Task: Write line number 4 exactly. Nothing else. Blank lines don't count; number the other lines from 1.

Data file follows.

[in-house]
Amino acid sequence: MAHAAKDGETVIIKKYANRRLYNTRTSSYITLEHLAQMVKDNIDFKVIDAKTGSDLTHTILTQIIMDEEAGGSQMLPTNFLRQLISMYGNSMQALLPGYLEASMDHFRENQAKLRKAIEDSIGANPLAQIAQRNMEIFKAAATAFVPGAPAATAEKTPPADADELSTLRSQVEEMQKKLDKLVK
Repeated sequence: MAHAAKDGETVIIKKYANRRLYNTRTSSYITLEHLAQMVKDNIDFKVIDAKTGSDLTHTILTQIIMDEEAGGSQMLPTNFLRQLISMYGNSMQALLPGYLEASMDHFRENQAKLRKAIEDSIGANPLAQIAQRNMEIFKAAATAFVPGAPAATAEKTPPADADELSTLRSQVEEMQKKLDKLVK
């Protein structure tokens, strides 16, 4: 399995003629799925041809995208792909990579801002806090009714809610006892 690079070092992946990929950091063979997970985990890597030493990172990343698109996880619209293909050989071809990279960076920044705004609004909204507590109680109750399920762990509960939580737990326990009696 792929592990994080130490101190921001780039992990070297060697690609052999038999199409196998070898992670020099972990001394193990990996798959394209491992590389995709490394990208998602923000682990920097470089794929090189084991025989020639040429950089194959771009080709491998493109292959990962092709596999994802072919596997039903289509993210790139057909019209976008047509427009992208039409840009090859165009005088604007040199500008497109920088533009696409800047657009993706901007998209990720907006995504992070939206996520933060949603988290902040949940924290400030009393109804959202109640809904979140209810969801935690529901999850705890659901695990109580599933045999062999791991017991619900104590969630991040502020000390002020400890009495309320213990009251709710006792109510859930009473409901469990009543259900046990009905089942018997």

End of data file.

């Protein structure tokens, strides 16, 4: 399995003629799925041809995208792909990579801002806090009714809610006892 690079070092992946990929950091063979997970985990890597030493990172990343698109996880619209293909050989071809990279960076920044705004609004909204507590109680109750399920762990509960939580737990326990009696 792929592990994080130490101190921001780039992990070297060697690609052999038999199409196998070898992670020099972990001394193990990996798959394209491992590389995709490394990208998602923000682990920097470089794929090189084991025989020639040429950089194959771009080709491998493109292959990962092709596999994802072919596997039903289509993210790139057909019209976008047509427009992208039409840009090859165009005088604007040199500008497109920088533009696409800047657009993706901007998209990720907006995504992070939206996520933060949603988290902040949940924290400030009393109804959202109640809904979140209810969801935690529901999850705890659901695990109580599933045999062999791991017991619900104590969630991040502020000390002020400890009495309320213990009251709710006792109510859930009473409901469990009543259900046990009905089942018997």